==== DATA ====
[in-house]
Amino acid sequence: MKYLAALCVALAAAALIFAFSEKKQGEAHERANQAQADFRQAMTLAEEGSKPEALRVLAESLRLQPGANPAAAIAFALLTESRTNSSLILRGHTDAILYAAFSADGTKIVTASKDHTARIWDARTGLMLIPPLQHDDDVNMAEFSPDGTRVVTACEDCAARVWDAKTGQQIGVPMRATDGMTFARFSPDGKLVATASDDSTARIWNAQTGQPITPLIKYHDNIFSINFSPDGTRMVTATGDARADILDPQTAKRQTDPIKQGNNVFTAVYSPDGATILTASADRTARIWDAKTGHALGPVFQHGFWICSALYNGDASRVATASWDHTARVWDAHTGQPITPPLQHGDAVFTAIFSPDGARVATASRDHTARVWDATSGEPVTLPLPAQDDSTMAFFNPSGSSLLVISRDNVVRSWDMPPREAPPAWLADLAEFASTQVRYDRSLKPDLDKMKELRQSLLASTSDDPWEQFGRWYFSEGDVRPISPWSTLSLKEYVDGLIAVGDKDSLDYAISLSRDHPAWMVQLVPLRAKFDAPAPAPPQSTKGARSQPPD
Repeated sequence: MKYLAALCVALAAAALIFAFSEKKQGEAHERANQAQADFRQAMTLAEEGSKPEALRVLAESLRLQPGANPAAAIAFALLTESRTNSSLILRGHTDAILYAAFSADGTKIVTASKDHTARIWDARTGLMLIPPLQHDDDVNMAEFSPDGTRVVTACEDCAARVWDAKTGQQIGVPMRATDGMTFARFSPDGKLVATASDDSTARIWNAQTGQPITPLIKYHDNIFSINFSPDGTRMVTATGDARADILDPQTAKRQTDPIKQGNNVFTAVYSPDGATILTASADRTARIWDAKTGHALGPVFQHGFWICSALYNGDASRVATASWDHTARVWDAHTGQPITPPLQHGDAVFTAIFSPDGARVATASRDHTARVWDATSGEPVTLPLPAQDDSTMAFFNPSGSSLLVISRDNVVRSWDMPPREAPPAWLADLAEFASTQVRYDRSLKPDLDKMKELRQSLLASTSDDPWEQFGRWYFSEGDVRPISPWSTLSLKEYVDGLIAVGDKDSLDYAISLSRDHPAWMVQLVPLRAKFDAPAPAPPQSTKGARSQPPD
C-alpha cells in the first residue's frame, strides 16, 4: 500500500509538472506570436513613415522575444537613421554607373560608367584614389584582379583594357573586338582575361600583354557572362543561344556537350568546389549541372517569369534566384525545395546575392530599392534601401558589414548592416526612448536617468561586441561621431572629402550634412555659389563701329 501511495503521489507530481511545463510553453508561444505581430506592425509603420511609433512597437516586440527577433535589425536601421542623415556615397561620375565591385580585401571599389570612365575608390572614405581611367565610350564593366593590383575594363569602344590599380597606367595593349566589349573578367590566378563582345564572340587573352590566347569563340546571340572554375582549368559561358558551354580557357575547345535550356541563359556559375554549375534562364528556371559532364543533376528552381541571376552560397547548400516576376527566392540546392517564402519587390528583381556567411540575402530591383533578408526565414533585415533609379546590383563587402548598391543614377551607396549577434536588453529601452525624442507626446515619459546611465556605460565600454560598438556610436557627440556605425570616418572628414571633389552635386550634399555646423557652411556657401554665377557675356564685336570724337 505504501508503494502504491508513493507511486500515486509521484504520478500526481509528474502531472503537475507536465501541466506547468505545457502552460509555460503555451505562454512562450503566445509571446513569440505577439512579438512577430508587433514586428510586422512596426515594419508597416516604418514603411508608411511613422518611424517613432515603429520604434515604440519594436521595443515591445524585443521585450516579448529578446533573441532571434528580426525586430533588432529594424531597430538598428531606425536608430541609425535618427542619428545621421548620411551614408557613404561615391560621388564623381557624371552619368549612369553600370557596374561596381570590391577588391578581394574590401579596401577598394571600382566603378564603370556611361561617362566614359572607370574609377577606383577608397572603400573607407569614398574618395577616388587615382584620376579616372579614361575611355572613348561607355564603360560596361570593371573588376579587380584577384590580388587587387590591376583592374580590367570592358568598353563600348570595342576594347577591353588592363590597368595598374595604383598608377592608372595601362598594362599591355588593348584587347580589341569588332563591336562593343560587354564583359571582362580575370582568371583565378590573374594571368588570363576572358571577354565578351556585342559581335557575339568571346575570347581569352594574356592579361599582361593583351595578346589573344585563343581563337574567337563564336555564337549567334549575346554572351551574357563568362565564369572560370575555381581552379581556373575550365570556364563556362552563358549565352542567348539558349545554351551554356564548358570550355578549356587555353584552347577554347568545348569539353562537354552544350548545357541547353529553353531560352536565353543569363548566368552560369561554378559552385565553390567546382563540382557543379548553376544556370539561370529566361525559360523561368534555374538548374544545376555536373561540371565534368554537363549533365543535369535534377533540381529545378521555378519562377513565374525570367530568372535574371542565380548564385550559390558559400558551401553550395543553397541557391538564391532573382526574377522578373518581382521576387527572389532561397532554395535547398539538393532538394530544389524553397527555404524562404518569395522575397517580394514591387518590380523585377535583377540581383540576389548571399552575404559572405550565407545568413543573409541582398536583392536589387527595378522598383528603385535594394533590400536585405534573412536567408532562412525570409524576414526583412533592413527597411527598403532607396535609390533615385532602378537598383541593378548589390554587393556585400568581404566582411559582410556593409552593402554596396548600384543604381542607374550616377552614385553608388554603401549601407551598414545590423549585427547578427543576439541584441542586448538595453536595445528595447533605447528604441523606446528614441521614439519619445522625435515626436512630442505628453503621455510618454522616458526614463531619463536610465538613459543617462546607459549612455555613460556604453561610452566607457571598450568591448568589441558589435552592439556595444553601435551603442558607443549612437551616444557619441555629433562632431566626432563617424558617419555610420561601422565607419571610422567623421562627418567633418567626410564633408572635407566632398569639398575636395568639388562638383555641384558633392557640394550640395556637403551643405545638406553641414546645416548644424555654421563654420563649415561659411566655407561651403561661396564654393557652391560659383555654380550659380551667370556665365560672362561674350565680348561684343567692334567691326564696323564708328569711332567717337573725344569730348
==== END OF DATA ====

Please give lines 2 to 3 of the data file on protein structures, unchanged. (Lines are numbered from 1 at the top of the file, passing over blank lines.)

Amino acid sequence: MKYLAALCVALAAAALIFAFSEKKQGEAHERANQAQADFRQAMTLAEEGSKPEALRVLAESLRLQPGANPAAAIAFALLTESRTNSSLILRGHTDAILYAAFSADGTKIVTASKDHTARIWDARTGLMLIPPLQHDDDVNMAEFSPDGTRVVTACEDCAARVWDAKTGQQIGVPMRATDGMTFARFSPDGKLVATASDDSTARIWNAQTGQPITPLIKYHDNIFSINFSPDGTRMVTATGDARADILDPQTAKRQTDPIKQGNNVFTAVYSPDGATILTASADRTARIWDAKTGHALGPVFQHGFWICSALYNGDASRVATASWDHTARVWDAHTGQPITPPLQHGDAVFTAIFSPDGARVATASRDHTARVWDATSGEPVTLPLPAQDDSTMAFFNPSGSSLLVISRDNVVRSWDMPPREAPPAWLADLAEFASTQVRYDRSLKPDLDKMKELRQSLLASTSDDPWEQFGRWYFSEGDVRPISPWSTLSLKEYVDGLIAVGDKDSLDYAISLSRDHPAWMVQLVPLRAKFDAPAPAPPQSTKGARSQPPD
Repeated sequence: MKYLAALCVALAAAALIFAFSEKKQGEAHERANQAQADFRQAMTLAEEGSKPEALRVLAESLRLQPGANPAAAIAFALLTESRTNSSLILRGHTDAILYAAFSADGTKIVTASKDHTARIWDARTGLMLIPPLQHDDDVNMAEFSPDGTRVVTACEDCAARVWDAKTGQQIGVPMRATDGMTFARFSPDGKLVATASDDSTARIWNAQTGQPITPLIKYHDNIFSINFSPDGTRMVTATGDARADILDPQTAKRQTDPIKQGNNVFTAVYSPDGATILTASADRTARIWDAKTGHALGPVFQHGFWICSALYNGDASRVATASWDHTARVWDAHTGQPITPPLQHGDAVFTAIFSPDGARVATASRDHTARVWDATSGEPVTLPLPAQDDSTMAFFNPSGSSLLVISRDNVVRSWDMPPREAPPAWLADLAEFASTQVRYDRSLKPDLDKMKELRQSLLASTSDDPWEQFGRWYFSEGDVRPISPWSTLSLKEYVDGLIAVGDKDSLDYAISLSRDHPAWMVQLVPLRAKFDAPAPAPPQSTKGARSQPPD